1. This forum section is a read-only archive which contains old newsgroup posts. If you wish to post a query, please do so in one of our main forum sections (here). This way you will get a faster, better response from the members on Motherboard Point.

Stepper motor interfaces

Discussion in 'Embedded' started by Mr_D, Feb 8, 2006.

  1. Mr_D

    Mr_D Guest

    Greetings,
    I'm looking at an under-hood stepper motor interface application,
    however I don't know the full specs of the system yet. In particular,
    I'm assuming there are 2 basic approaches one invlovling the micro
    provide the actual stepper pulses, and another where a dedicated chip
    recieves commands from the micro, and off-loads the micro of the step
    pulses.

    Can someone point me to a good stable source for such stepper interface
    chips, and perhaps tell me a little about their experience with them?

    TIA,

    -D
     
    Mr_D, Feb 8, 2006
    #1
    1. Advertisements

  2. Mr_D

    linnix Guest

    The stepper pulses are relatively slow. You should be able to
    do it with one micro.
     
    linnix, Feb 8, 2006
    #2
    1. Advertisements

  3. There are several considerations.

    If you have a unipolar motor, and want to do full stepping, using
    a very simple micro and n-channel MOSFETS provides a workable system.

    If you have a bipolar motor, you need a bridge to drive it, and
    such a config argues more for a dedicated driver chip.

    If you want to do microstepping, that argues even more for a dedicated
    driver chip.

    http://www.trinamic.com/ - Have not used these, but they look very
    good.
     
    Bryan Hackney, Feb 8, 2006
    #3
  4. Mr_D

    Ico Guest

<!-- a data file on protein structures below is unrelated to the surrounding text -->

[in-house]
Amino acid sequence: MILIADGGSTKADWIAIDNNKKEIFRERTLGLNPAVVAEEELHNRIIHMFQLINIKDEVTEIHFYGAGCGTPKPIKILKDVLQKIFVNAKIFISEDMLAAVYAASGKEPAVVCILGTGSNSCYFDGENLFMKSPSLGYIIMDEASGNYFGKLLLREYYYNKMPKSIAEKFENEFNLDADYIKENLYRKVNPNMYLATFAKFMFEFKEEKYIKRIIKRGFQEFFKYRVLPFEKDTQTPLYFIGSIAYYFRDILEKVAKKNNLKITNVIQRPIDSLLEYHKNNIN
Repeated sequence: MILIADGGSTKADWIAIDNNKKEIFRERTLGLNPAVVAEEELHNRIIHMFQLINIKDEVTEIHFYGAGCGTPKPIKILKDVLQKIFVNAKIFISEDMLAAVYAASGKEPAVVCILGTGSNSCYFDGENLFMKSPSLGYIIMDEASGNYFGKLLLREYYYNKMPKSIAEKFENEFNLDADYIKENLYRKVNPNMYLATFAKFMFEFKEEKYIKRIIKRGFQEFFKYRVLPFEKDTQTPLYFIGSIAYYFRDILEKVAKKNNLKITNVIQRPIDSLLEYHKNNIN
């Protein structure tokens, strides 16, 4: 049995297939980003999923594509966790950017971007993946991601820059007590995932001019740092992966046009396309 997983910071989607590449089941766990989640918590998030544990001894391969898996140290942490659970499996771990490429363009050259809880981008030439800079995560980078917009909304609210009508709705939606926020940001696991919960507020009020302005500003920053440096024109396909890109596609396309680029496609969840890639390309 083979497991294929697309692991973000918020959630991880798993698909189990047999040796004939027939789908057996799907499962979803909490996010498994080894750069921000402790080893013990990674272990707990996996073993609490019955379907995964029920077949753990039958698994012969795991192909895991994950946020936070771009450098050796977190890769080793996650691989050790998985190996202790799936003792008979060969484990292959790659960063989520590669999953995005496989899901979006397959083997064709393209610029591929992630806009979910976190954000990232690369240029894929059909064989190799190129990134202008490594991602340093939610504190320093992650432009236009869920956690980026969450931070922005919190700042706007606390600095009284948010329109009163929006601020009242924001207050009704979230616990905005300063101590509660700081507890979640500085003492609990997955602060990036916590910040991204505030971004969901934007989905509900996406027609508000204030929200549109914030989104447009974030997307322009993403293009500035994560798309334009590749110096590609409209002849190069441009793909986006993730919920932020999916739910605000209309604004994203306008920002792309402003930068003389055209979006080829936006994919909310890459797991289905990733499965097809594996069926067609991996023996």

Depends a lot on the exact type of motor you're driving. Unipolar or
    bipolar, what current, what voltage, etc.

    I've created several projects with the 3967 from Allegro:

    http://www.allegromicro.com/sf/3967/

    This is a driver chip for bipolar motors, full H-bridge, current
    regulators and microstepping. Driving the chip is easy : one pin for the
    clock for each (micro)step and one pin for the direction. It needs a few
    resistors and capacitors for the PWM current regulators. Be sure to
    provide proper thermal connections to your PCB for cooling. (I know what
    I'm talking about, I fried a few)
     
    Ico, Feb 8, 2006
    #4
  5. That's true, but the software and testing effort needed to get optimum
    performance from a particular motor can be expensive. You need to
    have your program control acceleration curves, watch out for resonance
    frequencies and a number of other functions. You still have do the
    tests and make the decisions with a motor controller, but you don't
    have to write and debug the code that implements the functions.


    If you have the micro do the pulses, you are adding a somewhat
    demanding real-time task to the chores your micro must perform.Mark Borgerson
     
    Mark Borgerson, Feb 8, 2006
    #5
  6. I have a guess that with sufficiently small microstepping, the torque-
    frequency curve flattens out, and the resonant problems disappear.
    Smoothly commutated brushless DC motors (BLDC) have no problems with
    resonance. The smoother the microstep, the more the stepper motor
    resembles a 3 phase BLDC.

    This feature alone is a strong argument for microstepping - one
    that had not occured to me before.

    Aside : brushless DC motors should really be called brushless
    AC motors.

    [...]
     
    Bryan Hackney, Feb 10, 2006
    #6
    1. Advertisements

Ask a Question

Want to reply to this thread or ask your own question?

You'll need to choose a username for the site, which only take a couple of moments (here). After that, you can post your question and our members will help you out.